Founder of Nikola Corp. Trevor Milton linked his social media posts to a rise in the stock price of the newly public maker of electric trucks, CFO Kim Brady said Friday in support of the government’s fraud case against Milton.
Milton faces up to 25 years in prison if convicted of the most serious of four federal fraud charges. The government alleges that Milton defrauded investors by lying about the company’s technological advances and promising future products in order to boost the stock’s value.
Brady joined Nikola in 2017 after a 20-year career in investment banking,. Assistant U.S. Attorney Matthew Podolsky asked him if Milton’s statements about the company he founded in 2015 were accurate.
“No,” Brady replied. “They may be inaccurate or exaggerated.”
CFO: Nikola – “stock of stories”
Brady said he spoke to Milton about his habit of tweeting and appearing on social media podcasts, warning him about courting retail investors.
“We were concerned. Nicola was history,” Brady said. “So we had to be careful. Retail investors don’t have experience.”
He later explained that the story’s action has no financial basis.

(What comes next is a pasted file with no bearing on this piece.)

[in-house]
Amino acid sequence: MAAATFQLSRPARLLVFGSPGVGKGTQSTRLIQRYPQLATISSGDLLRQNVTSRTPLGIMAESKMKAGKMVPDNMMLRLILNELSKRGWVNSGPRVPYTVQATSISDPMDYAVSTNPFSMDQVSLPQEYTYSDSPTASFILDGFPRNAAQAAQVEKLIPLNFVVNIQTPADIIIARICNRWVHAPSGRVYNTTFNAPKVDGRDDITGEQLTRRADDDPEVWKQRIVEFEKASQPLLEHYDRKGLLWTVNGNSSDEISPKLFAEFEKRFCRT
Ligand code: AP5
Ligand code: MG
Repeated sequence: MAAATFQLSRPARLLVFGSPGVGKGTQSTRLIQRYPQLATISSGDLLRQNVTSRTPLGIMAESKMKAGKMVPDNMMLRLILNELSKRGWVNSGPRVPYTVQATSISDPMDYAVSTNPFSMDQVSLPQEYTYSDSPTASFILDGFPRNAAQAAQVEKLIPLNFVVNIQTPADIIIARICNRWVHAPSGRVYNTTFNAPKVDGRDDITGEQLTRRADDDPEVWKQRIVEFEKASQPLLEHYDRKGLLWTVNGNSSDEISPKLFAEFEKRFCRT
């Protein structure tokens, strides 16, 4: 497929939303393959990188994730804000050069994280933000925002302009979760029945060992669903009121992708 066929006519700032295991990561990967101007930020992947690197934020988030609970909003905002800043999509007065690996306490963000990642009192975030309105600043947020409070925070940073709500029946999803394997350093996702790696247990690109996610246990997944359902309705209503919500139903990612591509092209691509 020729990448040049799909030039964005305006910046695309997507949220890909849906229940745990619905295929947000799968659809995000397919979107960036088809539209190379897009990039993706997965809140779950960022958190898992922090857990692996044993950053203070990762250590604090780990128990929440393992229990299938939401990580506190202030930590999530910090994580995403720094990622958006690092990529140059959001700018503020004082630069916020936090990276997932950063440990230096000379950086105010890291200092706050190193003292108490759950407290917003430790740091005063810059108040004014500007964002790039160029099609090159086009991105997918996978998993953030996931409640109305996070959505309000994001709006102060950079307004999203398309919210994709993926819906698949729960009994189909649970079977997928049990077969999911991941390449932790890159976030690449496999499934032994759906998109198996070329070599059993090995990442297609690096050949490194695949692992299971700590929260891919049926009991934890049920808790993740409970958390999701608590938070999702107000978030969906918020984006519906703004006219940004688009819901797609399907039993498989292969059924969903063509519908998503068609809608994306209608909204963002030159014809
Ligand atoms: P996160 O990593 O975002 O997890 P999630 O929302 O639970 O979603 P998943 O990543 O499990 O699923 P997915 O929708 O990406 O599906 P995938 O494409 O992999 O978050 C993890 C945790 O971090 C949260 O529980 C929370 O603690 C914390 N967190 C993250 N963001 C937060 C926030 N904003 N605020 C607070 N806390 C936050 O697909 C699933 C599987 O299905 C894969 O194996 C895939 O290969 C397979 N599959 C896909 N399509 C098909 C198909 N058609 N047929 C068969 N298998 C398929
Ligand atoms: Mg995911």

“So there’s speculation caused by what management might say,” Brady said. “I told Trevor it had to be accurate.”
Podolski asked Brady if Milton was tying his statements to the company’s stock price.
“He would point to an increase in what he said,” Brady said.
Nikola’s share price has soared in the weeks since it went public in June 2020, thanks to the sponsorship of VectoIQ’s special buyout campaign. In testimony earlier this week, CEO Mark Russell said Milton was unhappy with the company’s bankers’ effectiveness in attracting qualified investors to Nikola.
Milton inprepared’ be the CEO of a public company’
Brady said institutional investors expressed concern that Milton “wasn’t ready to be the CEO of a public company.” They wanted to lock up Milton’s stock to prevent him from selling immediately if the company went public. Milton owned about 25% of Nikola at the time.
Milton sought and received board approval to cash in $70 million worth of his shares prior to the completion of the SPAC business combination, resulting in a Nasdaq listing of Nicola. Milton used some of that money, along with Nikola stock options, to buy a ranch in Utah.
The use of stock options in real estate deals is at the heart of a fourth indictment against Milton filed in June.
On cross-examination, Mukasey asked Brady about his statement investor Hanwha Groupa South Korean solar panel maker that is “building Nikola” in an apparent reference to its $30 million purchase of electrolyzers from Norway’s Nel ASA, a Norwegian fuel cell maker.
Throughout the trial, the defense tried to show the jury on cross-examination that the prosecution’s witnesses against Milton had made false statements about Nicola’s achievements and prowess.